Nestlé remains at the center of a child slavery case in Ivory Coast, as the US Supreme Court refuses to hear the appeal from the world's largest food producer and two other multinational giants.
The US Supreme Court declined to hear an appeal from Nestlé and two other multinationals on Monday, to throw out a child slavery suit against them.
Nestlé, the world's largest food producer, alongside commodity giants Cargill and Archer-Daniels-Midland are accused of aiding and abetting the use of children as slaves to harvest cocoa in Ivory Coast.
The case was brought forward by former victims of child slavery who are originally from Mali.
Monday's decision not to hear the appeal keeps in place a 2014 verdict from the San Francisco-based 9th US Circuit of Appeals Court, which rejected the appeal from the three companies.
Those who filed the case say that the companies facilitated human rights violations by buying cocoa from Ivory Coast despite knowing that child slavery was deeply entrenched in the multi-billion dollar chocolate industry. They also allege that the companies provided financial and technical assistance to the local farmers in order to ensure that the price of cocoa remained as low as possible.
In its bid for an appeal, Nestlé cited a 2013 ruling from the Supreme Court which kicked a case out of court because it cited the 1789 Alien Tort Statute, which was presumed to cover only violations of international law occurring in the United States. Some US companies have had success in legal battles citing the ruling.
Long running case
Nestlé reacted with disappointment to Monday's decision from the Supreme Court. In a written statement to DW, the company said that "the Supreme Court very well may hear this case at a later date. The announcement simply means that lower courts will have to engage in further proceedings first." It added: "We look forward to those proceedings in the lower courts, and believe very strongly that the law and facts are on our side."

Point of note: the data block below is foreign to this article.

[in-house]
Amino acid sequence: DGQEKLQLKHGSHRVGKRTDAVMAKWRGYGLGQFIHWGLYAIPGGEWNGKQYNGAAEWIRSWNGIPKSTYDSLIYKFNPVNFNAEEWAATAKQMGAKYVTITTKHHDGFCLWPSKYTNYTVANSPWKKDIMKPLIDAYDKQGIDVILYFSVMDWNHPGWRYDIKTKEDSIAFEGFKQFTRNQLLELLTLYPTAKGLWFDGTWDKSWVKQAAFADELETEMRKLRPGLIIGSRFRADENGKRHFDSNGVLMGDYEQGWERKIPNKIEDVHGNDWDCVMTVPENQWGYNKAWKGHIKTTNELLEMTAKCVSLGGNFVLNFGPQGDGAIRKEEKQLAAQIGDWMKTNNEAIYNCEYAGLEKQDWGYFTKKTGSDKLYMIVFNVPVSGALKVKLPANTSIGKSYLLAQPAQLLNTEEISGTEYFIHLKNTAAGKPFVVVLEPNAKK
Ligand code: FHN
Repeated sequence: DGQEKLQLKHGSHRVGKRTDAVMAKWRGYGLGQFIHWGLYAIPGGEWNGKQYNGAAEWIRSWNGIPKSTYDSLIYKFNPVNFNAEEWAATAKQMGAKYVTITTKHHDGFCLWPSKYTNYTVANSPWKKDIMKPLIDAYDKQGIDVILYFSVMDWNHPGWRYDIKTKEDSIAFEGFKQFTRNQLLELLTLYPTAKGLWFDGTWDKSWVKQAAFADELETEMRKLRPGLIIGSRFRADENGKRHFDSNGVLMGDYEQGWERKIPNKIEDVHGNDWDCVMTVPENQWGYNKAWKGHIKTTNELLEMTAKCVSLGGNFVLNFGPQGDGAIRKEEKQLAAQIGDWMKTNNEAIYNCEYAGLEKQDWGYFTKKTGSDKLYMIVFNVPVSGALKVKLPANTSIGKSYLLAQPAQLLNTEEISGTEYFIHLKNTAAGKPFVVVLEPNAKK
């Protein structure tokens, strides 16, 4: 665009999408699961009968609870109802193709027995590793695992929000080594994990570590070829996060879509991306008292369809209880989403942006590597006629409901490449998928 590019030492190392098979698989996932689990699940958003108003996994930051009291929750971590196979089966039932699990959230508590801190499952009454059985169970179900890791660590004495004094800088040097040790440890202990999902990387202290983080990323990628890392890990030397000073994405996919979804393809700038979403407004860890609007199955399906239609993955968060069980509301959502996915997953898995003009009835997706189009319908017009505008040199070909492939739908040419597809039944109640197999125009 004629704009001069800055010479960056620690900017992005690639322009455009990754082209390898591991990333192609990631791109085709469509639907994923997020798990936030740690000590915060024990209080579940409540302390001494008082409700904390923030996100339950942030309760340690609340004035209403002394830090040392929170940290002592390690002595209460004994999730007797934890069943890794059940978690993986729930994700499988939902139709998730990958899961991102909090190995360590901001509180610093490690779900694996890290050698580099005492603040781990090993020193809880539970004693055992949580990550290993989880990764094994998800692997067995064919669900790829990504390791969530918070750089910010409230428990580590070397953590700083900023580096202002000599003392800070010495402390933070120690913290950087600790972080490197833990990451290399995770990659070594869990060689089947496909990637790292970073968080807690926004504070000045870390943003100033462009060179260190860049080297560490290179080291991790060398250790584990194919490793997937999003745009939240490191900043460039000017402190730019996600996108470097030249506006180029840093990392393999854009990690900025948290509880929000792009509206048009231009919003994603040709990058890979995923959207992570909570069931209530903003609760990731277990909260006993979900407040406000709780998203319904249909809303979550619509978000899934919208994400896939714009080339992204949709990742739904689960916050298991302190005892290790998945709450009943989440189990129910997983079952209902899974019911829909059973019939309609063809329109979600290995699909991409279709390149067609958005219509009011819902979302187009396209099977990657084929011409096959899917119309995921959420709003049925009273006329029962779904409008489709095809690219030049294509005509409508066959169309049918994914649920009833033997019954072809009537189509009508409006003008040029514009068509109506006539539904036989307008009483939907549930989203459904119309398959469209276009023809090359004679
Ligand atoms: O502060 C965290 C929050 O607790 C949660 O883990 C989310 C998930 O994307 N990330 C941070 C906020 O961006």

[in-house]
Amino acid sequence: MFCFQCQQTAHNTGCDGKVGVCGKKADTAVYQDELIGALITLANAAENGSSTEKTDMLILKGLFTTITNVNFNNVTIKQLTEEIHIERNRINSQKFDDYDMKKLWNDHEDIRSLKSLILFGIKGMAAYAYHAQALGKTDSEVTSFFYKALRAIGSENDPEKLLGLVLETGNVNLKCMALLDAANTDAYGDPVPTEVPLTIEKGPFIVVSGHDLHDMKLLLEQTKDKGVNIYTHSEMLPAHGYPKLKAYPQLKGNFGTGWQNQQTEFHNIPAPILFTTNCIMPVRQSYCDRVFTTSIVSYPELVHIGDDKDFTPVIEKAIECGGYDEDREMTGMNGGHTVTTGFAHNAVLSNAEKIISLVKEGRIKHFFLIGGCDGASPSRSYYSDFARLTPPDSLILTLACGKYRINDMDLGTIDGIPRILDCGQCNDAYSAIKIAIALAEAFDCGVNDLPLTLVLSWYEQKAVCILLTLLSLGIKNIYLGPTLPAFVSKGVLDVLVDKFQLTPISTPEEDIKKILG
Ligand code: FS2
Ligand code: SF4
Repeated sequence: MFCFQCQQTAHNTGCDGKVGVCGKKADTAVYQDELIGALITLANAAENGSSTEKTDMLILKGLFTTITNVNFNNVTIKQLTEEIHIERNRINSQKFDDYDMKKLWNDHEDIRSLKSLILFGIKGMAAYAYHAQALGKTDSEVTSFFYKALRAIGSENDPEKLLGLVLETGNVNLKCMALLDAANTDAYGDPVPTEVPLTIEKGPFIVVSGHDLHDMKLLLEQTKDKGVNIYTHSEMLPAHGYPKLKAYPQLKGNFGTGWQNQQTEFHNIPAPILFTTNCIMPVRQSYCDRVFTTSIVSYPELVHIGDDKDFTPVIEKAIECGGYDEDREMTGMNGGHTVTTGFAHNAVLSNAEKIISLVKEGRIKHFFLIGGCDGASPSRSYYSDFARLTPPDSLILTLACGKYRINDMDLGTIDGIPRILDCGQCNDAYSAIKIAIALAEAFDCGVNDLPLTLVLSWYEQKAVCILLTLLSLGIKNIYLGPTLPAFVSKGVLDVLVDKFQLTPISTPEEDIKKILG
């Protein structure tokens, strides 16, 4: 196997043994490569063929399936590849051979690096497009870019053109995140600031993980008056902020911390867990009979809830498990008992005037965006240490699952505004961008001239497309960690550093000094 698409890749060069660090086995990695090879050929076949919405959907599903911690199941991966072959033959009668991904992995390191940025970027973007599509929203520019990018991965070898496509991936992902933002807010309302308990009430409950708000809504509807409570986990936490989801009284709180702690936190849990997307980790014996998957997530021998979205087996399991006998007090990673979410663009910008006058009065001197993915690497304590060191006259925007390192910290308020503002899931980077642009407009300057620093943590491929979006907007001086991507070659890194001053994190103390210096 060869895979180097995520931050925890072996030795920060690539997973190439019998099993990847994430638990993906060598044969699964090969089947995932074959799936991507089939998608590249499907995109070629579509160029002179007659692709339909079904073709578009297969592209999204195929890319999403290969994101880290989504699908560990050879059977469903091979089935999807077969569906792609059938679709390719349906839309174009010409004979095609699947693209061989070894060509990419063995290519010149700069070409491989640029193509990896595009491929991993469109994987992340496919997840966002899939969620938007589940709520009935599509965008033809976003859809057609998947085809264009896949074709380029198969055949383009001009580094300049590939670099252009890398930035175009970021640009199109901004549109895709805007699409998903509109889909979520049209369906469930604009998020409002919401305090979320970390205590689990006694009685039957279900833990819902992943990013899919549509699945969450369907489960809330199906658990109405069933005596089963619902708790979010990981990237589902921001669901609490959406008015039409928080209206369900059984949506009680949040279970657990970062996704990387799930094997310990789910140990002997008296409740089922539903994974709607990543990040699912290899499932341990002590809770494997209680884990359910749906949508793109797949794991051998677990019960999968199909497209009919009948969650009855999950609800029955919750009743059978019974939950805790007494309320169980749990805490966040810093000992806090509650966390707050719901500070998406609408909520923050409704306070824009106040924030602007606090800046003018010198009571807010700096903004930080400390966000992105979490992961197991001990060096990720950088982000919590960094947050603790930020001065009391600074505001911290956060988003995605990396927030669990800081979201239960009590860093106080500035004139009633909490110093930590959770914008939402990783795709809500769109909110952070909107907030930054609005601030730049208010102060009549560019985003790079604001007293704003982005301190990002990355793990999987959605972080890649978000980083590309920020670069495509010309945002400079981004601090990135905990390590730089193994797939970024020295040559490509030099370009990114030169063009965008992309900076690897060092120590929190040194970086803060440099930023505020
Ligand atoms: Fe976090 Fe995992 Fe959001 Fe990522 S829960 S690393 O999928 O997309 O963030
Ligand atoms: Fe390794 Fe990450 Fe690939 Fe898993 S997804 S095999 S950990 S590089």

The firm also called the use of child labor "unacceptable," and said it "goes against everything Nestlé stands for."
However Abby McGill, Campaigns Director at the Washington-based International Labor Rights Forum told DW that "a recent study [had] shown that 2.1 million children in Ivory Coast and Ghana [were] still involved in forced labor in the cocoa industry." Nestlé, she said, was among the companies buying that cocoa.
The International Labor Rights Forum initially aided the plaintiffs build their case against the multinationals but is no longer involved. McGill called the Supreme Court's decision "a step in the right direction for corporate accountability."
The case comes despite several public announcements from Nestlé over the years declaring its intentions to tackle child slavery in Ivory Coast. In 2001, the multinational was among a group of major chocolate producers to sign an international agreement aimed at ending child labor. Ten years later, Nestlé engaged the Fair Labor Association to monitor its supply chains throughout Ivory Coast.
McGill said that, so far, these efforts have not been fruitful "because they are not focused on improving the livelihoods of cocoa farmers, who are so poor they are unable to provide workers with a living wage."
She called for a critical look into the efficacy of multinationals programs to deal with exploitation within the cocoa industry, and urged that regulators focus on the "traceability" within the multi-dollar business.
The full case against Nestlé, Cargill and Archer-Daniels-Midland should now be heard in full at the US lower courts. Cargill and Archer-Daniels-Midland could not be reached for comment.